Published by: Eagle-Gryphon Games
# of Players: 1 to 4
At it's core, Vinhos is a worker placement game where you are trying to carve out your own wine empire throughout the vineyards of Portugal. Now, I know what you're thinking - "A worker placement game about making wine? Isn't that Viticulture?" But don't be ridiculous. Viticulture takes place in Tuscany while Vinhos takes place in Portugal. Clearly they are different games. (Full disclosure - when I first heard about Vinhos, I actually did say, "Didn't we already play that? Isn't Viticulture the wine making game? But then I felt stupid because Vinhos actually came out first in 2010). Honestly, the two games do share a similar theme and some basic worker placement mechanics, but they are fleshed out very differently to feel like two unique games. The scale of the two games is very different. Viticulture allows you to build your own vineyard from the ground up by growing grapes, aging wine, building structures, buying, selling, and training workers. It's true that Vinhos gives you those same options as your actions, but you go far beyond your single estate and manage a variety of vineyards across Portugal. So even though the core is similar, Vinhos feels grander; more epic in scale. The question remains is this vintage of game worth tasting? Before you start swirling your game box, I invite to read along as I give you my take on Vinhos Deluxe Edition by Eagle-Gryphon Games.
Vinhos was originally released in 2010. In 2016, Eagle Gryphon Games upgraded and reprinted a new Deluxe version of Vinhos. This is the version I played. I am thoroughly impressed by the components in Vinhos Deluxe. Your typical "Deluxe" board game typically comes with higher quality components - thicker cardboard, fancy meeples, unique tokens - things like that. In that respect, Eagle Gryphon Games absolutely delivers - as they should. I am especially fond of the farmer meeples and their little carved scythes (scythes, hoes, plows... Whatever...). However, Eagle goes beyond the standard Deluxe treatment with Vinhos. The main board has the original 2010 version printed on one side and a more streamlined 2016 version on the other side. Having two different versions right out of the box definitely adds replayability, which I believe adds more value to the total package. As if that isn't enough, they also add 4 mini-expansions that can be used with either version, opening up even more possible variations. This really allows you to customize the game to your liking. Want more Vineyard regions? Add the islands. Want more wine experts? Add the extras. More meeples? Add the visitors. The cardboard is thick and the options are plentiful.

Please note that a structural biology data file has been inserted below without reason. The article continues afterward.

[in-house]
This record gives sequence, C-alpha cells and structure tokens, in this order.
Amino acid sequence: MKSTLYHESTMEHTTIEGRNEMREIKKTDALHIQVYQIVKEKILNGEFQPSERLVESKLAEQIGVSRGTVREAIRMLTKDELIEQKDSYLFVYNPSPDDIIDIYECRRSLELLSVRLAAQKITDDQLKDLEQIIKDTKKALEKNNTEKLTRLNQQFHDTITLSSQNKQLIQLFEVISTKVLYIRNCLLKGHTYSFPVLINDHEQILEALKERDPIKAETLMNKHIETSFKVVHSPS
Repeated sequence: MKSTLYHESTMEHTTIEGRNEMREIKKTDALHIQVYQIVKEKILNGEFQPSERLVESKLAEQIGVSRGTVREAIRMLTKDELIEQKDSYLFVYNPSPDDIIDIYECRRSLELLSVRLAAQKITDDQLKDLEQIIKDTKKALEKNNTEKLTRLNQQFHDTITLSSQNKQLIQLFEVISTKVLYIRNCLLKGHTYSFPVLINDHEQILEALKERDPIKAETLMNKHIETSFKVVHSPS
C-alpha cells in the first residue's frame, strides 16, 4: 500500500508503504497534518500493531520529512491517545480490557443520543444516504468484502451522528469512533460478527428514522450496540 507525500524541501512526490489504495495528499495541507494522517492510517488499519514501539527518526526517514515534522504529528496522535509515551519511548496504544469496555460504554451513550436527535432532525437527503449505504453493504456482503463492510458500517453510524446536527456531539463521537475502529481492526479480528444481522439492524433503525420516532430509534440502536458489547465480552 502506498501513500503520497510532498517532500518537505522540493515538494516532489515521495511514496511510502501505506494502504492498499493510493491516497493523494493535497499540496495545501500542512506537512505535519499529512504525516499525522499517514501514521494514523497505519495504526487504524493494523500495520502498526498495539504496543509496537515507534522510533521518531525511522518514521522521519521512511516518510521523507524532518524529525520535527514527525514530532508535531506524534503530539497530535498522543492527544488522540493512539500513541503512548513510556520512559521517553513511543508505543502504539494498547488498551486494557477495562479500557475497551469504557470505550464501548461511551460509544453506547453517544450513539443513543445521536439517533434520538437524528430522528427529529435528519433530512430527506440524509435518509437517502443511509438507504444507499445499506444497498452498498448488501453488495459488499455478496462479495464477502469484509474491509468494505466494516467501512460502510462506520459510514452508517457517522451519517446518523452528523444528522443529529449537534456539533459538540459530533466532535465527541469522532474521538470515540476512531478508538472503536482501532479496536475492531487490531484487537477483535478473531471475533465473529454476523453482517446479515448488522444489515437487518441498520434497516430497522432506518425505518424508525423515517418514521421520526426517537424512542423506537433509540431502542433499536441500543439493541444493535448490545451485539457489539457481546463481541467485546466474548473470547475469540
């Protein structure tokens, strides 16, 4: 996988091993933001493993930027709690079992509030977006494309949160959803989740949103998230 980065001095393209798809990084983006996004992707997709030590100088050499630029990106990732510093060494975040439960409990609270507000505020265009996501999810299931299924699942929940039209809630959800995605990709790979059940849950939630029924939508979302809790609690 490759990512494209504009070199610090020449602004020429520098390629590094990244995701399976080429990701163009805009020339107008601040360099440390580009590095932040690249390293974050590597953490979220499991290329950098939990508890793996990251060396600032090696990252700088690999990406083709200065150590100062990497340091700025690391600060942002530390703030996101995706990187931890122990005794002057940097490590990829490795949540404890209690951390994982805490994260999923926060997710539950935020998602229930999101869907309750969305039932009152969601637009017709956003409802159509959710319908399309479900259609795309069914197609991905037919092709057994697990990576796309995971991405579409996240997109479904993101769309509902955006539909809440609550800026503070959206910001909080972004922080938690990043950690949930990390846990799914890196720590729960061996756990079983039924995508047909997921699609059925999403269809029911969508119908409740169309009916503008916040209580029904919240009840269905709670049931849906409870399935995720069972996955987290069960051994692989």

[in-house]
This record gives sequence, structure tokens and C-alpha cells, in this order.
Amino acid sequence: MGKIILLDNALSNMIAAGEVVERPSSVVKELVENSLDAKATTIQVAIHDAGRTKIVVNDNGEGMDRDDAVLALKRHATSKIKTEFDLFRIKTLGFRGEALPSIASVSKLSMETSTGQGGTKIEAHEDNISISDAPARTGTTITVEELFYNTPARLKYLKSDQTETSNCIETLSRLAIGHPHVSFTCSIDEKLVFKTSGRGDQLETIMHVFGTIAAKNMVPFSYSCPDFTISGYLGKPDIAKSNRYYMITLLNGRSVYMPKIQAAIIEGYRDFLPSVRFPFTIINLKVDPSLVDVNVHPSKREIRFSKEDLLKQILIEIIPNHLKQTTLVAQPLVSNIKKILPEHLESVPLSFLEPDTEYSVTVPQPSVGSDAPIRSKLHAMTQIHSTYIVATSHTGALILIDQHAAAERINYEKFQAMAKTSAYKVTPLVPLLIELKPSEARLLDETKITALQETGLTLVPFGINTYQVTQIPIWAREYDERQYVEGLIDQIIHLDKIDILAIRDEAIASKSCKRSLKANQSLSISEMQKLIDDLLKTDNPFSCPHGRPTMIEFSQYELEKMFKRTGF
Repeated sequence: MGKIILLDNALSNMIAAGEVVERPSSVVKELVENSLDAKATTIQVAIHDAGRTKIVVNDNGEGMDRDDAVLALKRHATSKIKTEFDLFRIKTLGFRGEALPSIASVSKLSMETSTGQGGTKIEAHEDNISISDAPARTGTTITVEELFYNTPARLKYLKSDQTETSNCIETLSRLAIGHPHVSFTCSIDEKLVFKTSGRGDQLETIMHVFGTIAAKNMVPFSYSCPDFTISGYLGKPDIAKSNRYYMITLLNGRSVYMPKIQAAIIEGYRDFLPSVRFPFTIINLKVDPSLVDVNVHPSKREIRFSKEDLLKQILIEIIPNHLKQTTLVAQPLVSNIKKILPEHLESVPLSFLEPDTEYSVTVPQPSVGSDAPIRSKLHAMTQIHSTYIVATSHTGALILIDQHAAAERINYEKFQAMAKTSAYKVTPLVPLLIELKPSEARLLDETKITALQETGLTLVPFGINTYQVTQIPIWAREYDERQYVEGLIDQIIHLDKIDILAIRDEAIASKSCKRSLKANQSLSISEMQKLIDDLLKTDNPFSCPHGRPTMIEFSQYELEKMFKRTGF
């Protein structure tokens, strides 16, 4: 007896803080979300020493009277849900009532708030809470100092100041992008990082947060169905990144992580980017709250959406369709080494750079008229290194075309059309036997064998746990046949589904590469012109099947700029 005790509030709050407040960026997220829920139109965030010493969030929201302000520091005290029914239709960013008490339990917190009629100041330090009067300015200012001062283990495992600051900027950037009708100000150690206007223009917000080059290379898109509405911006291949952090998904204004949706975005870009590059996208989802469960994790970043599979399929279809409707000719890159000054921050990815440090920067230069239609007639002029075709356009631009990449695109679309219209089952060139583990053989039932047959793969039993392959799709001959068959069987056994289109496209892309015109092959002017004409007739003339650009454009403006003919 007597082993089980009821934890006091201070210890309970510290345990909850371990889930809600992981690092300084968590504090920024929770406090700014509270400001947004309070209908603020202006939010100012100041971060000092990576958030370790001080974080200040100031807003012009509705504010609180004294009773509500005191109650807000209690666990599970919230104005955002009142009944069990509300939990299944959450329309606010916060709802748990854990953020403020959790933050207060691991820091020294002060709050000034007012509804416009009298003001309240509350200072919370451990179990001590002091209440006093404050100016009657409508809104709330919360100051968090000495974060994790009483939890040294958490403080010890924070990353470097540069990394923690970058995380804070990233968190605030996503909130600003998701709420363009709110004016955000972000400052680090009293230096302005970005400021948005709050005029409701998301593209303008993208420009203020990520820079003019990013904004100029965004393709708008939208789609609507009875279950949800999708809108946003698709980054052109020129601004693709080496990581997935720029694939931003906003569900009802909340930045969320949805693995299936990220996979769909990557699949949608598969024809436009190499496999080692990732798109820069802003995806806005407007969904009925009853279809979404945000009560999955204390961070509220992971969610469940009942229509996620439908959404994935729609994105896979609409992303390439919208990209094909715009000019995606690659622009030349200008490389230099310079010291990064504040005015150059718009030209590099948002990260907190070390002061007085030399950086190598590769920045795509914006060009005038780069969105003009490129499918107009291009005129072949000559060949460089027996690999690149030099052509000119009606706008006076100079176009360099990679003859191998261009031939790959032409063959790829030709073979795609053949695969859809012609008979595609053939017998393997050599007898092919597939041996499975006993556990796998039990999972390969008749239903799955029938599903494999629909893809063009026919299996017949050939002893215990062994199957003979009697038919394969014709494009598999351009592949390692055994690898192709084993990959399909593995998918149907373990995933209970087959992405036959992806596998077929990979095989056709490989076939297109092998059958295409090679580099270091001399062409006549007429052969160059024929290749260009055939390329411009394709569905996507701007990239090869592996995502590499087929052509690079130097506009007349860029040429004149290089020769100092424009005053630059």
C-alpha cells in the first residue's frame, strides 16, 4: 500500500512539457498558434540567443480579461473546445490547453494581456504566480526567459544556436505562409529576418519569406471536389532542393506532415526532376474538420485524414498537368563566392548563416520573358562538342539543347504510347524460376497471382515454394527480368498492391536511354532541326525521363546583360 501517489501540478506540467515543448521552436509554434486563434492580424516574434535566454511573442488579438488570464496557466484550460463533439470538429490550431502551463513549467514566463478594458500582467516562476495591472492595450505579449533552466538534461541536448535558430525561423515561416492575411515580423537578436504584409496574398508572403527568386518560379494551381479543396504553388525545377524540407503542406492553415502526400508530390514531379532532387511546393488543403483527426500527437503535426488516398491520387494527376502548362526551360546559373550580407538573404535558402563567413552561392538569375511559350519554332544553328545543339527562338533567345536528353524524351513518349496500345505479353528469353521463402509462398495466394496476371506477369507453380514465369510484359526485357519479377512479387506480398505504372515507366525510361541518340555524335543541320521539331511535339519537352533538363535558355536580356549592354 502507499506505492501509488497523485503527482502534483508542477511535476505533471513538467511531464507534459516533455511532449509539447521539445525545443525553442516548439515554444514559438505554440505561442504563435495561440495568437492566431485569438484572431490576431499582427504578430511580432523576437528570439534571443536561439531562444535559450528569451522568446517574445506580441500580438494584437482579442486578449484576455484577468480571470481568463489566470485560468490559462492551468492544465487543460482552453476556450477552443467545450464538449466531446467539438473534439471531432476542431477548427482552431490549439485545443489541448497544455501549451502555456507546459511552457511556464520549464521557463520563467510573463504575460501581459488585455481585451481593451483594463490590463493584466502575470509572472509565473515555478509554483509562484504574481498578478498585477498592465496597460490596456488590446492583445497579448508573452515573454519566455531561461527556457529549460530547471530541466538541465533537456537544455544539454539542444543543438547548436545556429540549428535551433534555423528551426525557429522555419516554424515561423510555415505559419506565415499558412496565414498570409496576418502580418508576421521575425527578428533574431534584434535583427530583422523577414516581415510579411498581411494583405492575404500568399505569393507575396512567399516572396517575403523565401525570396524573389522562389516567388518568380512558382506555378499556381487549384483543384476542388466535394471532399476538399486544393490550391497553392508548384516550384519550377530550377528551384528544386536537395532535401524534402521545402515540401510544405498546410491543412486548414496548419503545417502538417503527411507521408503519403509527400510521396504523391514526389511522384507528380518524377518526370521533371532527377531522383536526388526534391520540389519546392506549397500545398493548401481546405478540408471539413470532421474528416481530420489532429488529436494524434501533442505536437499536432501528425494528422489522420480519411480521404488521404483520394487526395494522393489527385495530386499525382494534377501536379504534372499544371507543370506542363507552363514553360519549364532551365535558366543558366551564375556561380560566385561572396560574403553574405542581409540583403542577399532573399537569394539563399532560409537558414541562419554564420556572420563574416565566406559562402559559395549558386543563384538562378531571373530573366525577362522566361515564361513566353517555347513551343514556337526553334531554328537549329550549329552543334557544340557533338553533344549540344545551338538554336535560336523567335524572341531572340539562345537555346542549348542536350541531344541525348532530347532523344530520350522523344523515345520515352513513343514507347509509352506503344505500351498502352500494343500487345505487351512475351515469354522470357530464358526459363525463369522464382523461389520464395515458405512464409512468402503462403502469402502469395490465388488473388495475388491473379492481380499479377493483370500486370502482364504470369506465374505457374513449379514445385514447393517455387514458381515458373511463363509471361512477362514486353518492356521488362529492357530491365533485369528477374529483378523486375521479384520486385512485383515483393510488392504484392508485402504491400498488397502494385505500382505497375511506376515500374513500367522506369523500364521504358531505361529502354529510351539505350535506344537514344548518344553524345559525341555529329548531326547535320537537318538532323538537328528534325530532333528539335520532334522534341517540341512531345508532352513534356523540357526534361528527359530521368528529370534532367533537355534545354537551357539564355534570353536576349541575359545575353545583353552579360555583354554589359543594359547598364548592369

At first, Vinhos can seem intimidating. There are three rule books, player aids, and rule sheets for each of the mini Expansions. Once you power through those, then you realize that there are piles and piles of thick, sturdy cardboard tiles - each with a variety of icons to learn. Don't let that scare you into putting everything back in the box and setting it back on the shelf. Once you manage to climb over that steep initial learning curve, you will find that Vinhos is actually pretty intuitive and the game flows rather well. The first rule book covers the 2010 Vintage (remember this game is about wine - the 2010 or 2016 Vintage is the version of the game you are playing) and the second covers the 2016 Vintage. Both rule books do a nice job of explaining what is the same and what is different between the two versions. I felt like the rule book laid out the flow of the game well, explained the different actions, and used ample illustrated examples to show how each action should be played out. The third rule book is actually a reference guide that breaks down how to set up both versions and explains what all of the icons and the different tiles mean. The icons aren't quite as extensive as say, Race for the Galaxy, but it's nice to have the reference guide to look at when you can't remember what the nose with an arrow symbol means.
The general flow of Vinhos will be familiar to anyone who is a semi-experienced Euro gamer. A game takes place over the span of 6 rounds, where each round represents a Year of managing your wine estates. At the end of each year, each of your estates produces wine. The value of your wine is based on the upgrades of that estate, the region it's from and the weather tile revealed at the beginning of that year. However, during each year, you only get to take two main actions before you produce wine. This really impacts the feel of the game and makes every single action very meaningful. Agonizing over how to efficiently use your precious few actions really gives your brain a workout.
Each player has their own board with room for 5 different estates (or 4 in the 2010 version) with each estate having limited space for the assorted vineyards and upgrades you can build. How do you build them? Glad you asked! There is a central grid on the board with the nine main actions you can take. You move your worker to the action you want to take and based on the location of that action compared to your previous action, you determine if there is a fee you need to pay to use that action. Unlike many worker placement games, though, another player's worker does not prevent you from taking an action - but you do have to pay each other player on that action in order to perform it. With so few actions over the course of the game, I appreciate that you can't be completely blocked from an action you want to take. But, It sure increases the importance of keeping cash on hand. Make sure you think ahead about how you will increase your cash flow, because you won't be able to take many actions without some kind of money.